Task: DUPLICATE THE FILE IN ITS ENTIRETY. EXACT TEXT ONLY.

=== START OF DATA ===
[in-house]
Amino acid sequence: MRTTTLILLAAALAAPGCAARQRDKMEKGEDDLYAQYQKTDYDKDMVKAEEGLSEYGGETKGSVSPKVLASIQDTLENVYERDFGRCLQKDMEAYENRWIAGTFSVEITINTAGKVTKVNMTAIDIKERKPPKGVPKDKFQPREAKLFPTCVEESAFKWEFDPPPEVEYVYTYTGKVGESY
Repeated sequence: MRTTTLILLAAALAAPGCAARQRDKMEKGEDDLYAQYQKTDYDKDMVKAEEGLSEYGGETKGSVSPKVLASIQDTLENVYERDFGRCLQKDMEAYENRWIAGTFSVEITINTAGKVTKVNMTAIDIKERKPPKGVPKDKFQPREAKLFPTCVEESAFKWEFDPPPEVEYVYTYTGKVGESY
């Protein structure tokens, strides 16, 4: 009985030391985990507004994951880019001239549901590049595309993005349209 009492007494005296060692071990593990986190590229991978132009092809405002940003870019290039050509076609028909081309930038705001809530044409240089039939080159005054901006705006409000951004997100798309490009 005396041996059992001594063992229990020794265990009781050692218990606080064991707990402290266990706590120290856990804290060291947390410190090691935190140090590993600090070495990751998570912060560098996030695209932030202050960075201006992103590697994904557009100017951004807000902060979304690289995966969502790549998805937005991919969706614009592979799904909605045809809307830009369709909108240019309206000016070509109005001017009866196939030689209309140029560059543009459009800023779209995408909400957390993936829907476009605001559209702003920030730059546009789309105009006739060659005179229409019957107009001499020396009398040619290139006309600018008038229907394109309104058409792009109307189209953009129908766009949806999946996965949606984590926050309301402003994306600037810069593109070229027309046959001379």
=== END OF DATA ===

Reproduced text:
[in-house]
Amino acid sequence: MRTTTLILLAAALAAPGCAARQRDKMEKGEDDLYAQYQKTDYDKDMVKAEEGLSEYGGETKGSVSPKVLASIQDTLENVYERDFGRCLQKDMEAYENRWIAGTFSVEITINTAGKVTKVNMTAIDIKERKPPKGVPKDKFQPREAKLFPTCVEESAFKWEFDPPPEVEYVYTYTGKVGESY
Repeated sequence: MRTTTLILLAAALAAPGCAARQRDKMEKGEDDLYAQYQKTDYDKDMVKAEEGLSEYGGETKGSVSPKVLASIQDTLENVYERDFGRCLQKDMEAYENRWIAGTFSVEITINTAGKVTKVNMTAIDIKERKPPKGVPKDKFQPREAKLFPTCVEESAFKWEFDPPPEVEYVYTYTGKVGESY
């Protein structure tokens, strides 16, 4: 009985030391985990507004994951880019001239549901590049595309993005349209 009492007494005296060692071990593990986190590229991978132009092809405002940003870019290039050509076609028909081309930038705001809530044409240089039939080159005054901006705006409000951004997100798309490009 005396041996059992001594063992229990020794265990009781050692218990606080064991707990402290266990706590120290856990804290060291947390410190090691935190140090590993600090070495990751998570912060560098996030695209932030202050960075201006992103590697994904557009100017951004807000902060979304690289995966969502790549998805937005991919969706614009592979799904909605045809809307830009369709909108240019309206000016070509109005001017009866196939030689209309140029560059543009459009800023779209995408909400957390993936829907476009605001559209702003920030730059546009789309105009006739060659005179229409019957107009001499020396009398040619290139006309600018008038229907394109309104058409792009109307189209953009129908766009949806999946996965949606984590926050309301402003994306600037810069593109070229027309046959001379």